This way, the entire body, and not just half of it, is contained in the punch. If you are wanting to drive through your target with as much force as your body can muster, this is the way to do it.

Principle 2 – Sinking your hips and dropping your weight.

traditional martial arts principles

The more solid your striking platform is, the more power you will be able to generate. This can seem counter-intuitive at first, because it would seem that all of your weight should move forward into the target. However, people who overextend when striking lose some of the driving force with their strikes, because they don’t have a solid foundation to push and punch off of. Sinking the hips, so that they feel heavy when striking, will help you generate more power.

It is important when you do this to keep your feet “light”; the weight should center and drop into your hips rather than your feet and the floor. A simple way to do this when striking with the rear hand is to drop the rear knee towards the ground, making sure to keep 30-35% of your weight distributed on it. If you do this whilst keeping the back relaxed when you strike (Makiwara training or similar is a good way to train yourself to relax the back), you will see a significant increase in the power you can generate.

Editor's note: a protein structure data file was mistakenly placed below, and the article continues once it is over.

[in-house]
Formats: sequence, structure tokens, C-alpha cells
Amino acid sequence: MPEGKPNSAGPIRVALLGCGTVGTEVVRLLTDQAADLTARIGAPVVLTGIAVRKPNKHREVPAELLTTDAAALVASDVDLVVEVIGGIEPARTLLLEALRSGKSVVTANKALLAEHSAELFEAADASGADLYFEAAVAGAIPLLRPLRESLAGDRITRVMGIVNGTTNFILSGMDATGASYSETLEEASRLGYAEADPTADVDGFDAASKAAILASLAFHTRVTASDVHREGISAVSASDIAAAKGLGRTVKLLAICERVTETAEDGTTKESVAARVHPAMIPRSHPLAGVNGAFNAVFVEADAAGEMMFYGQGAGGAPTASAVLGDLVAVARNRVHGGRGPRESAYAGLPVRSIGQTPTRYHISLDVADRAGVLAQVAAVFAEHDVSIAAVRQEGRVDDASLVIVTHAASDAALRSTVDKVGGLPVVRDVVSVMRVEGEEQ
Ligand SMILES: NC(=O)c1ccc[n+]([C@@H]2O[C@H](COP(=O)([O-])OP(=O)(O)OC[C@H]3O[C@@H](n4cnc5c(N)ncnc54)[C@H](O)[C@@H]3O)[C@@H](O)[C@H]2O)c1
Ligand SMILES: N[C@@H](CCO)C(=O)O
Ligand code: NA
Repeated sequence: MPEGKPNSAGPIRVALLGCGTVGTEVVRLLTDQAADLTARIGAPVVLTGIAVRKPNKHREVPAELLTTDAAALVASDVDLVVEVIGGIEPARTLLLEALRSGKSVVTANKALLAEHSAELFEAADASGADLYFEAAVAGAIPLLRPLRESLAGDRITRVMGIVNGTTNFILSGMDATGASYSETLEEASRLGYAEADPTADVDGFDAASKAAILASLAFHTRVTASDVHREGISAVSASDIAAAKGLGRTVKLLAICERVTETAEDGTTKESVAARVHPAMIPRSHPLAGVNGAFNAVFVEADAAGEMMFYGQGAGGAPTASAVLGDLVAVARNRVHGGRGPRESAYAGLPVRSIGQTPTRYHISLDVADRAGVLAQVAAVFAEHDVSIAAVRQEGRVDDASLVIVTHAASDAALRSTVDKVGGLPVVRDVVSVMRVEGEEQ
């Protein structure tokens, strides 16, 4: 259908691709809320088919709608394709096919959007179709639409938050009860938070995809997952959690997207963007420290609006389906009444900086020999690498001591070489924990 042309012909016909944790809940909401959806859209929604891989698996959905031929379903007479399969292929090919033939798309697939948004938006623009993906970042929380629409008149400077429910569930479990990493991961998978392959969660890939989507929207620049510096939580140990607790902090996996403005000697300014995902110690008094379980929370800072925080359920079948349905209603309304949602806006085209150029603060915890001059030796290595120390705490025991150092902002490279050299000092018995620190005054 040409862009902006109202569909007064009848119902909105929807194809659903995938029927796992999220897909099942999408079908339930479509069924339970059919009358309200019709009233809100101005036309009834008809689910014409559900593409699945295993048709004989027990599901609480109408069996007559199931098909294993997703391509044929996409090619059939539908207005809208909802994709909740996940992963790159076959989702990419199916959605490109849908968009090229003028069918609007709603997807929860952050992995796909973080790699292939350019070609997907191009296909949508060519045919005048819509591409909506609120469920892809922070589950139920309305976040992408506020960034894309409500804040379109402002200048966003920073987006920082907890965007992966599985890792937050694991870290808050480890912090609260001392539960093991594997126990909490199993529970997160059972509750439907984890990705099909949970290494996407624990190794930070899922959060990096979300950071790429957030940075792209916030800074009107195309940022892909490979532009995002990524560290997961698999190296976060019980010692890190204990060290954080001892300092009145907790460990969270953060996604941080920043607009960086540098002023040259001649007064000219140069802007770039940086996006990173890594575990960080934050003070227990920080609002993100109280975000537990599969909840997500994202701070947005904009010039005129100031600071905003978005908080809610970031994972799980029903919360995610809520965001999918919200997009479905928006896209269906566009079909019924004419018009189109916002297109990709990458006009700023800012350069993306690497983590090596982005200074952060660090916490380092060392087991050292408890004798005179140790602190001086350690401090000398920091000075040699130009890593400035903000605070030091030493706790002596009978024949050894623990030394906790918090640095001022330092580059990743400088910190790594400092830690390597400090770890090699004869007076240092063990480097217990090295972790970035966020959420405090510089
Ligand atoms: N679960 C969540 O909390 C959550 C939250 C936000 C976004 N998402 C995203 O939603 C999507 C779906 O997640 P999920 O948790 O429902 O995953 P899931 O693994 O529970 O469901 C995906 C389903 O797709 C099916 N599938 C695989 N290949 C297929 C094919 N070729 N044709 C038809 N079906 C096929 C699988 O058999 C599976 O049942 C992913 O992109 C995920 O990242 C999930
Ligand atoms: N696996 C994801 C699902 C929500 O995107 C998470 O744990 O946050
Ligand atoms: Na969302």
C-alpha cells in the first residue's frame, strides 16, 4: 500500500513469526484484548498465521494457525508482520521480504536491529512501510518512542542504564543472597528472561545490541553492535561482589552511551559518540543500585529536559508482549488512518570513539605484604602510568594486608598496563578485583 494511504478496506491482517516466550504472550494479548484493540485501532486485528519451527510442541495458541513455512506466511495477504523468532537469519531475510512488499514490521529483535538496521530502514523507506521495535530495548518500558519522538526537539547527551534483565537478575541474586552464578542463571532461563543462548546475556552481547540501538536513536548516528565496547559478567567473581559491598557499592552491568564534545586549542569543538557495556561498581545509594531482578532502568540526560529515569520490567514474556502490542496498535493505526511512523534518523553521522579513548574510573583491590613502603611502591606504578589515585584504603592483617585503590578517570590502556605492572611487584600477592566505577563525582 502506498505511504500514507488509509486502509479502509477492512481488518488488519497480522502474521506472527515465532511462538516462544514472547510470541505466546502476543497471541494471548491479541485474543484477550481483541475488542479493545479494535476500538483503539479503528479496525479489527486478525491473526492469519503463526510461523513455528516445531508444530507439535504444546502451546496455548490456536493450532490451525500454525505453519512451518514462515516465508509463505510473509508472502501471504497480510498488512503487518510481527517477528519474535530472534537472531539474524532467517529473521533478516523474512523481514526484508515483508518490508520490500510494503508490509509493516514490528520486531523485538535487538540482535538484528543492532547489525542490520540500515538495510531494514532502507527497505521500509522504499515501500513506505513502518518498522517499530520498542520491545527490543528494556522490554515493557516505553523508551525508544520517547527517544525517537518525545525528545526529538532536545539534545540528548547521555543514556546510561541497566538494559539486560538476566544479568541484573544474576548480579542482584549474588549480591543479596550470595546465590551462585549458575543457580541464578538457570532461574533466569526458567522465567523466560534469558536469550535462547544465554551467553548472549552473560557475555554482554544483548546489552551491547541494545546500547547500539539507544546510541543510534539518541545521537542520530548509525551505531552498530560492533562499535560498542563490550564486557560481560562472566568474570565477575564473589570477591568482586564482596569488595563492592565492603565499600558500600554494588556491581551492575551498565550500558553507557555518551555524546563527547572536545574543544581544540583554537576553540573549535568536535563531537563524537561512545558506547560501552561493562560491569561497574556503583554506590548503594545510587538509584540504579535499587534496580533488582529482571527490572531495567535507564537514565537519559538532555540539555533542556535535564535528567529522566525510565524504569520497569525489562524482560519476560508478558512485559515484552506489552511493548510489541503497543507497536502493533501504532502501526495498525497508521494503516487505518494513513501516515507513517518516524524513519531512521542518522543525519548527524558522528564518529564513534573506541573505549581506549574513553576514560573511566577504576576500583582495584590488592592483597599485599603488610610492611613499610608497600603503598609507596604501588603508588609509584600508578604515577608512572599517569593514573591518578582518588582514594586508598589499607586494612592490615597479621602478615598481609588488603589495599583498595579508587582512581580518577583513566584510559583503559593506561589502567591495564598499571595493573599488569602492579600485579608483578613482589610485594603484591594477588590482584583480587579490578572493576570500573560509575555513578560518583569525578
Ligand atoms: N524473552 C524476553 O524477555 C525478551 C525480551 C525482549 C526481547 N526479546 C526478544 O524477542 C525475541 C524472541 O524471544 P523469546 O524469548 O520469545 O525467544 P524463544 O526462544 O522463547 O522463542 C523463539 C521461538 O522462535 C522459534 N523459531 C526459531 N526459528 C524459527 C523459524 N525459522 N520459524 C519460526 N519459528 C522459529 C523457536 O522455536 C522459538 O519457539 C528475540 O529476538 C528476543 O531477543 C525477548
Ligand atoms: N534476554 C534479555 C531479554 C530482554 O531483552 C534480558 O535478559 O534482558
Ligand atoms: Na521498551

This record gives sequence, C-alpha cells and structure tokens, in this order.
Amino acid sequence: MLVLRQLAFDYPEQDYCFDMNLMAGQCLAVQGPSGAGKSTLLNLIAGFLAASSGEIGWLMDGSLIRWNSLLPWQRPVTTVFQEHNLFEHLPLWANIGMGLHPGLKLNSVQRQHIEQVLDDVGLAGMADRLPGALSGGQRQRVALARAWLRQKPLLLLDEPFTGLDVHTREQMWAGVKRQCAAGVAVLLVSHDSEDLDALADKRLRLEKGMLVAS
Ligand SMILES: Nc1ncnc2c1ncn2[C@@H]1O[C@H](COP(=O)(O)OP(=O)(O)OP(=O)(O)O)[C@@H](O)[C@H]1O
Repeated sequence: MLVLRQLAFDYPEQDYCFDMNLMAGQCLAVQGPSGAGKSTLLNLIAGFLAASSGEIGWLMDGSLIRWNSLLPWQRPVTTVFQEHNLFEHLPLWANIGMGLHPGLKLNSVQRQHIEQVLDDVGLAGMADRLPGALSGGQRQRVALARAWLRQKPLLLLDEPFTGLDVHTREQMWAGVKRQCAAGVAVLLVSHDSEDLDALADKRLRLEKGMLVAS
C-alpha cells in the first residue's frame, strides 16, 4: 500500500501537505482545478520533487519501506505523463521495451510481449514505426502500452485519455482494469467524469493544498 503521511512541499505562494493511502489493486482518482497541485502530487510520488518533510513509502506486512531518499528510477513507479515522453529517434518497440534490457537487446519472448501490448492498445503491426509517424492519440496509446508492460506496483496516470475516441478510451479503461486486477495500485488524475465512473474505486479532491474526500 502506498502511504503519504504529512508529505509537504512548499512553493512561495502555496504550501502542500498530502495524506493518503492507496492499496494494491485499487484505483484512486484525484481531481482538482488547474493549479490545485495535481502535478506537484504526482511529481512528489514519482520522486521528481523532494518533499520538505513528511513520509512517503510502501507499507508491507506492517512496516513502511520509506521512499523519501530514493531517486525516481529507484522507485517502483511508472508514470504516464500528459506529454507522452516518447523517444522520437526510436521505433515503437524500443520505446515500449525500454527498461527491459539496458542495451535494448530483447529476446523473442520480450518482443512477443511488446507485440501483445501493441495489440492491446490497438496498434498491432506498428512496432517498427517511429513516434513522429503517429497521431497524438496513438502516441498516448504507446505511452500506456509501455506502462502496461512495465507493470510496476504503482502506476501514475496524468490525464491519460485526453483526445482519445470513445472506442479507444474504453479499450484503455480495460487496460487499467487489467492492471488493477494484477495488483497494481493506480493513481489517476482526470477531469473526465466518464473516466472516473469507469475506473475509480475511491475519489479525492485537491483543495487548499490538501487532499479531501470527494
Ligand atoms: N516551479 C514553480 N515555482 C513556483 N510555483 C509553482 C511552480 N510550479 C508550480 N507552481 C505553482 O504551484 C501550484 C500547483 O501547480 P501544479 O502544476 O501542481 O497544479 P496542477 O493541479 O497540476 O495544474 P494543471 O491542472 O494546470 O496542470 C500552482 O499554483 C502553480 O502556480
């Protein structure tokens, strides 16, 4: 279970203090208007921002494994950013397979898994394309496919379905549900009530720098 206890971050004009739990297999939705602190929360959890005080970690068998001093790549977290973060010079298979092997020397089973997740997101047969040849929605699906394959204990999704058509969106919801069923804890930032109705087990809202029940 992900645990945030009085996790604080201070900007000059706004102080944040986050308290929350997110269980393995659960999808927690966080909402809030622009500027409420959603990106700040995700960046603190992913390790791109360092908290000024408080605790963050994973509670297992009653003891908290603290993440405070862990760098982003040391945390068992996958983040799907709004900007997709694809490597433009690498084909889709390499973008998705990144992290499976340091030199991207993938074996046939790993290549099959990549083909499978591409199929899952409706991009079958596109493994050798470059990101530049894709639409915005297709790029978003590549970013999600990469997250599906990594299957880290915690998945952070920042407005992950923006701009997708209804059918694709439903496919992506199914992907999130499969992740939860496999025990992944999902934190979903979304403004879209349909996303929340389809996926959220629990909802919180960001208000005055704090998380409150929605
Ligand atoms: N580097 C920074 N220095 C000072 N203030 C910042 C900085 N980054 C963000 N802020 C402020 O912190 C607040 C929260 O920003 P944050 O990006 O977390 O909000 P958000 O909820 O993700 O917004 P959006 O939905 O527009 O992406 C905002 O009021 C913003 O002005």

Principle 3 – Posture and Relaxation.

traditional martial arts principles

One of the greatest lessons that the traditional martial arts teach us is the importance of good posture. Watch a Kung Fu practitioner practicing a form or a Karateka a kata – the first thing that you will notice is how well their body is aligned. To strike with power, the head must be over the shoulders and the hips.